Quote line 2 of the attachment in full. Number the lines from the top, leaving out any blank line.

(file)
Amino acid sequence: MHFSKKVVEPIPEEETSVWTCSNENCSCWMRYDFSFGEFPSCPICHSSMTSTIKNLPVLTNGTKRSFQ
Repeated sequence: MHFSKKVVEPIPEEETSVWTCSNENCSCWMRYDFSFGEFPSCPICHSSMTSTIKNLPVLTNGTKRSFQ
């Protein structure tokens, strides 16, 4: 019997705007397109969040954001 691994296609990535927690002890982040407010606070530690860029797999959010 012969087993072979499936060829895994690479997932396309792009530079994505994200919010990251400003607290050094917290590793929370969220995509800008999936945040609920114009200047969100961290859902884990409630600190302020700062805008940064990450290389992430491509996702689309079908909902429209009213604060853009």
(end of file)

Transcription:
Repeated sequence: MHFSKKVVEPIPEEETSVWTCSNENCSCWMRYDFSFGEFPSCPICHSSMTSTIKNLPVLTNGTKRSFQ